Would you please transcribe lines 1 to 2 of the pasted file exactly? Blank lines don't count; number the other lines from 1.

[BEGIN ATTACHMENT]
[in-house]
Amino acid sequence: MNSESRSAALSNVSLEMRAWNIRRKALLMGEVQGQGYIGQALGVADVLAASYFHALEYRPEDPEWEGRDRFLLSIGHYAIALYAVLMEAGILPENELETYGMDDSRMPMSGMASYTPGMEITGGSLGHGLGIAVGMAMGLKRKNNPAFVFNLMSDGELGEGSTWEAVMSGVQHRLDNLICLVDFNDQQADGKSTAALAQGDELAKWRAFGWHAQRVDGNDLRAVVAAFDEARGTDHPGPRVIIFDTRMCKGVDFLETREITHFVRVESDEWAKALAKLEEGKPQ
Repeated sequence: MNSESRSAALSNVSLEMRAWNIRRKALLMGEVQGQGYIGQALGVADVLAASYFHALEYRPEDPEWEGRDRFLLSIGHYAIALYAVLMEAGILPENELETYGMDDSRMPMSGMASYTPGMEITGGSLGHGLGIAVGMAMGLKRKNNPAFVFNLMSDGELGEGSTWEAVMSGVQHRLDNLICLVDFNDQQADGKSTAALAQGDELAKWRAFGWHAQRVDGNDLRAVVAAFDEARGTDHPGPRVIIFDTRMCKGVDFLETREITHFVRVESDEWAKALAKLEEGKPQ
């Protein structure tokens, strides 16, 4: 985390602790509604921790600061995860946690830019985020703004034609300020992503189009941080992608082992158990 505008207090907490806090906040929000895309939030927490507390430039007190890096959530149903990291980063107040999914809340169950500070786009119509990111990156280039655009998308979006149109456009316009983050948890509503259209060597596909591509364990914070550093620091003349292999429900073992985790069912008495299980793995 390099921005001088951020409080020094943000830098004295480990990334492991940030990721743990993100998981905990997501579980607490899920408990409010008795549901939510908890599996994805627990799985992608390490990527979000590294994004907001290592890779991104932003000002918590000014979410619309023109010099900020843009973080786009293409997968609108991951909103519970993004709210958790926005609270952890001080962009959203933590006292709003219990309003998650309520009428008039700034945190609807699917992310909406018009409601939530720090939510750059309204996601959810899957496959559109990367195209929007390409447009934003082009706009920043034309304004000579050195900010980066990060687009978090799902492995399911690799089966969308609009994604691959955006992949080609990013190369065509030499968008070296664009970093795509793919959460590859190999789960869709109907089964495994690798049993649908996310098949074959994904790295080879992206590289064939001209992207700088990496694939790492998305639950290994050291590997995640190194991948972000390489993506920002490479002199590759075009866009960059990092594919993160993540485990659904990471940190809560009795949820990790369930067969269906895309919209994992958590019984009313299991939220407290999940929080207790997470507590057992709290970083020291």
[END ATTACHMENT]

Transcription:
[in-house]
Amino acid sequence: MNSESRSAALSNVSLEMRAWNIRRKALLMGEVQGQGYIGQALGVADVLAASYFHALEYRPEDPEWEGRDRFLLSIGHYAIALYAVLMEAGILPENELETYGMDDSRMPMSGMASYTPGMEITGGSLGHGLGIAVGMAMGLKRKNNPAFVFNLMSDGELGEGSTWEAVMSGVQHRLDNLICLVDFNDQQADGKSTAALAQGDELAKWRAFGWHAQRVDGNDLRAVVAAFDEARGTDHPGPRVIIFDTRMCKGVDFLETREITHFVRVESDEWAKALAKLEEGKPQ